Secondary trauma and pro bono

Pro bono work may involve supporting vulnerable or at-risk clients, which can impact volunteers’ own mental health. Claire Butler and Nina Garnham discuss the risks and how to protect your wellbeing.
Young woman working at laptop late at night, rubbing her temples with her eyes closed

Vulnerable or at-risk pro bono clients

Certain types of pro bono work will involve working with vulnerable or at-risk pro bono clients.

A client may be considered at risk or vulnerable for many reasons including:

  • age
  • mental illness
  • physical disabilities
  • learning difficulties
  • experience of trauma or violence
  • language ability

Lawyers should be aware that working with vulnerable clients can create challenges. Clients may:

  • struggle to remember details
  • be distracted, agitated or anxious
  • be trigged by recalling past events

Where necessary, you should seek prior training on safeguarding.

Secondary trauma

It is normal to feel affected by distressing material.

Pro bono volunteers working with vulnerable clients need to be empathetic, but empathy can increase the risk of secondary trauma.

Interacting with vulnerable/at-risk clients generally may affect the mental health of pro bono volunteers.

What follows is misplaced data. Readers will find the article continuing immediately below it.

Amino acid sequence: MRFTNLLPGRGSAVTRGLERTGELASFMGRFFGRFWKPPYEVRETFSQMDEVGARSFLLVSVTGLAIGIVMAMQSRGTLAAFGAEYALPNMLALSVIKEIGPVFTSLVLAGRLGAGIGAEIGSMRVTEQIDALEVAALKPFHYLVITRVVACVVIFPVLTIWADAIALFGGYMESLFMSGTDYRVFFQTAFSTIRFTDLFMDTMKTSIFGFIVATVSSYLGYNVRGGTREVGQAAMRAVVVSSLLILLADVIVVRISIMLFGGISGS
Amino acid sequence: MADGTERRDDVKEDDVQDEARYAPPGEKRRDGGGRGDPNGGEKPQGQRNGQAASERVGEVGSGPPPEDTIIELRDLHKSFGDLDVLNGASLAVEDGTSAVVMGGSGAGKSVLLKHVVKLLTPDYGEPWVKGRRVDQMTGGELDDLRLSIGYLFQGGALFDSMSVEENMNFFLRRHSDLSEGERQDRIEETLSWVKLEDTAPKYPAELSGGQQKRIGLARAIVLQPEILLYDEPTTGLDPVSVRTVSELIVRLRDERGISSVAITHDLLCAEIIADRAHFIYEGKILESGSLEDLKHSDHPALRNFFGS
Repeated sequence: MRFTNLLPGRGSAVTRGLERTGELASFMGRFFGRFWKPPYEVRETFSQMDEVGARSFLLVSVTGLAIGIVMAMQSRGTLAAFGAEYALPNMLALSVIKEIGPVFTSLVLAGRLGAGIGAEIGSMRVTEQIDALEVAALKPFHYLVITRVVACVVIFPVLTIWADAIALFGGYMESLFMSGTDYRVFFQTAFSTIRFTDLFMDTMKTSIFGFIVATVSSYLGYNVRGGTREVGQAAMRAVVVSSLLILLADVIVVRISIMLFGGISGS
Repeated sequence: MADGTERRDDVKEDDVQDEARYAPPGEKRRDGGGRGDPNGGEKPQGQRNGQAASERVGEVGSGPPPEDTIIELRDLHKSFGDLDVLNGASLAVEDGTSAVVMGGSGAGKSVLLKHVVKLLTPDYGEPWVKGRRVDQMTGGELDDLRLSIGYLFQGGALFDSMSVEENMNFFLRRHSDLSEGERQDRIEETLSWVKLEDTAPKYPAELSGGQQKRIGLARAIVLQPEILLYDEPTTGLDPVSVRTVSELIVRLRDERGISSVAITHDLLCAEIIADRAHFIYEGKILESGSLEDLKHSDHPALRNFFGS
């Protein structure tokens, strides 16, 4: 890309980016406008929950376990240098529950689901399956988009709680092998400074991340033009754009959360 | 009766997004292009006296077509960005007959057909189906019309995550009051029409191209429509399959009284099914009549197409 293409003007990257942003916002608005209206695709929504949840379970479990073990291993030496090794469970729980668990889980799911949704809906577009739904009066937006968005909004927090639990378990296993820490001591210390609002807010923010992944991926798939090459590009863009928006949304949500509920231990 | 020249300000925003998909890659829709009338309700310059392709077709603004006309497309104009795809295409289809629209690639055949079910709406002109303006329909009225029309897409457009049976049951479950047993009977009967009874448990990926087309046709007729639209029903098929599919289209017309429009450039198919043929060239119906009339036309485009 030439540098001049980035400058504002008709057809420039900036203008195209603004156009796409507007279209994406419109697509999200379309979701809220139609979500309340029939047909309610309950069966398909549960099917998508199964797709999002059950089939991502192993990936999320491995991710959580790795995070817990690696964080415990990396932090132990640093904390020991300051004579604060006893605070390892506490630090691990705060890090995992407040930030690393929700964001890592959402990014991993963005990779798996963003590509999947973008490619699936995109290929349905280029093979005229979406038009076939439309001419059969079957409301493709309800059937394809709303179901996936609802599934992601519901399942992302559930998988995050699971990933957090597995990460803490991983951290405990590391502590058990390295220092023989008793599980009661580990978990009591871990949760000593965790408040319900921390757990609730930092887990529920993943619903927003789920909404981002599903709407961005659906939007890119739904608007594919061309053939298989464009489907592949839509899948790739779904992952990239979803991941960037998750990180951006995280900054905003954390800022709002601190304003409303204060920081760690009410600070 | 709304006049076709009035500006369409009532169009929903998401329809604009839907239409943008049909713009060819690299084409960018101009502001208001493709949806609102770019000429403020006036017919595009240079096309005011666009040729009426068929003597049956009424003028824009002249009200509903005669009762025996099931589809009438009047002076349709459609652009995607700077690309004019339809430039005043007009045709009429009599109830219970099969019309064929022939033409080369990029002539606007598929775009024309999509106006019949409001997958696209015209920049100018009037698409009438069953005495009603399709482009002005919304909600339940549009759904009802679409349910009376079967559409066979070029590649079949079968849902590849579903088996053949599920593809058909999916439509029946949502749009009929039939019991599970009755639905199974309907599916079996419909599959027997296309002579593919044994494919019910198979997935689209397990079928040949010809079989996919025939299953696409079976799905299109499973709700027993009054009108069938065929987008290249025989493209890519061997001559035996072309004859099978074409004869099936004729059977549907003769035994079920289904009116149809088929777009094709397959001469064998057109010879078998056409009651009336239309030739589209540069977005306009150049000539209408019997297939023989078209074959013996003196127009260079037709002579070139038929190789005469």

Exposure to distressing material, which includes conversations and written testimony, can lead to a risk of developing vicarious trauma (VT) and post-traumatic stress disorder (PTSD).

Since the coronavirus (COVID-19) pandemic, more sensitive work is being undertaken at home. This has led to an increased risk of blurring boundaries between work and personal space, time and life.

It also:

  • makes it harder to get the essential environmental, social and emotional break and safe haven from trauma-related work
  • reduces access to support from colleagues, essential for psycho-social wellbeing and resilience

When to seek help

Volunteers need to try to be aware of their feelings and emotions as much as possible. Look out for the following thoughts, emotions and changes:

  • feeling unable to ‘switch off’ and/or being distracted by thoughts of the client’s situation
  • having trouble sleeping
  • feeling guilty for not having suffered in the way that the client has
  • feeling hopeless and unable to help

Pro bono lawyers feeling any of these emotions may be experiencing VT and/or PTSD and may need help.

Reach out to your pro bono manager, HR or your manager if you need further support.

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